2024 New Volunteer Application

Step 2: What to Expect

Please read the “What to Expect” letter from our President.

February 7, 2024

To: Potential Fire Lookout Volunteers

From: Valerie Hanich, ANFFLA President

Thank you for your interest in becoming a volunteer fire lookout with the Angeles National Forest Fire Lookout Association (ANFFLA). You are receiving this email because you have expressed interest in becoming a Fire Lookout Volunteer on the Angeles National Forest and San Gabriel Mountains National Monument.

What You Can Expect

We know that you will enjoy this opportunity to serve the community and local fire agencies in helping to prevent devastating wildfires like we have experienced in recent years. In addition, you will host and educate visitors that come to the lookouts.

Fire Lookout volunteers are committed to preserving the historic fire lookouts and protecting the natural environment through fire detection and environmental education. Volunteers are dedicated to providing a knowledgeable and enjoyable experience to the community. They strive to increase the public’s awareness of its role in conservation of the natural and historic environment of the Forest.

What is Expected of You

Becoming a fire lookout is an enchanting and rewarding undertaking. However, it is not a position to be taken lightly. This quote from our Training Objectives underlines the importance of our role in protecting the Forest.

Our primary objective . . . is to provide timely and accurate information to fire-fighting resources in the areas of fire detection, weather conditions, and communications and greeting visitors warmly, and providing general forest information.

Our lookout volunteers must be professional, reliable, attentive and most importantly, trustworthy as they may have a larger perspective of the fire environment, and how incoming weather might impact it and the safety of personnel in the field.

ANFFLA volunteers are expected to work, at a minimum, an average of one shift per month during fire season (usually 7 shifts). A shift consists of 8 1/2 hours in-service in the lookout which can be done in one day or two 4 1/2 hour shifts in one month.  The minimum required hours in-service for the season in order to maintain your status as a qualified fire lookout is 40 hours.

The Lookouts

ANFFLA volunteers staff two fire lookout towers on the Angeles National Forest and San Gabriel Mountains National Monument. Vetter Mountain Lookout is accessed by Forest Service dirt road that is passable by most cars.  Slide Mountain Lookout is at an elevation of 4,631 and is a hike of 3-miles (if you have a 4×4 vehicle) or 4-miles (with other cars) to reach.  Both of the lookouts have a porta-potty or vault toilet and no running water.  You choose the lookout at which you would like to volunteer. We do not choose for you.


In-person training is mandatory for all new volunteers.  You must commit to about 7 hours of classroom training where you will learn the basics of being a fire lookout.  After that, you must complete an In-Tower Training (ITT) which is a full shift (9 hours) in the tower of your choice with an In-Tower Trainer.  Once your ITT is complete and your Trainer certifies that you are qualified to work alone you will be able to schedule shifts at the tower where you completed your ITT. Classroom training for the 2024 season is scheduled for the second half of March. Availability is limited!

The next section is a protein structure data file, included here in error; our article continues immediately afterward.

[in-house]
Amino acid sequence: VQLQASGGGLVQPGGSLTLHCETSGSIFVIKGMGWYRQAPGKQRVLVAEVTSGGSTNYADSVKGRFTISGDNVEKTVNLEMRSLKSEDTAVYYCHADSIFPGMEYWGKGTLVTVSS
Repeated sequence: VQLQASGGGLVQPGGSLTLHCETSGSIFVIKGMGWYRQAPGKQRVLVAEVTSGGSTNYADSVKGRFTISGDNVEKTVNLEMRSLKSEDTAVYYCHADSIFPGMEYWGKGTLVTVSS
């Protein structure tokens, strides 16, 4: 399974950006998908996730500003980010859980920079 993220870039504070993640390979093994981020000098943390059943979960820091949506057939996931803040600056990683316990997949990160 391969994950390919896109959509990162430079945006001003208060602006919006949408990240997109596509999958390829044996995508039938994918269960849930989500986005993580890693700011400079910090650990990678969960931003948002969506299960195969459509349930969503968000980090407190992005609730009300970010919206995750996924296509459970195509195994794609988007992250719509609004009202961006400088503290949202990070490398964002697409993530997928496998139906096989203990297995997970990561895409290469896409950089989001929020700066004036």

Uniforms are required – your shirt can be a short sleeve or long sleeve polo shirt with our logo and your pants must be a blue, green or khaki.  Volunteers are responsible to purchase their own uniforms after completing training through a limited time online store.  The minimum uniform package includes a uniform shirt  and name badge, which will cost approximately $40.00 plus sales tax and shipping.

All new volunteers will pay a $50 fee at the time of registration which will cover the cost of training materials and will include a $40 deposit towards your uniform.  The deposit is non-refundable and any deposits not used towards uniforms will be added to ANFFLA’s general funds. 

Other expenses associated with volunteering include transportation, food, water and other incidentals.  All of these expenses are the responsibility of the volunteer and are not reimbursable by ANFFLA or the US Forest Service.

This may all sound daunting, but becoming a Fire Lookout Volunteer is not as challenging as it may appear! Being a Fire Lookout Volunteer is a fulfilling (and at times exciting) experience, and the satisfaction of being an important part of the Angeles National Forest fire detection team is well worth the expense and effort of training.

We hope that you will join us for this upcoming season!


Valerie Hanich
Angeles National Forest Fire Lookout Association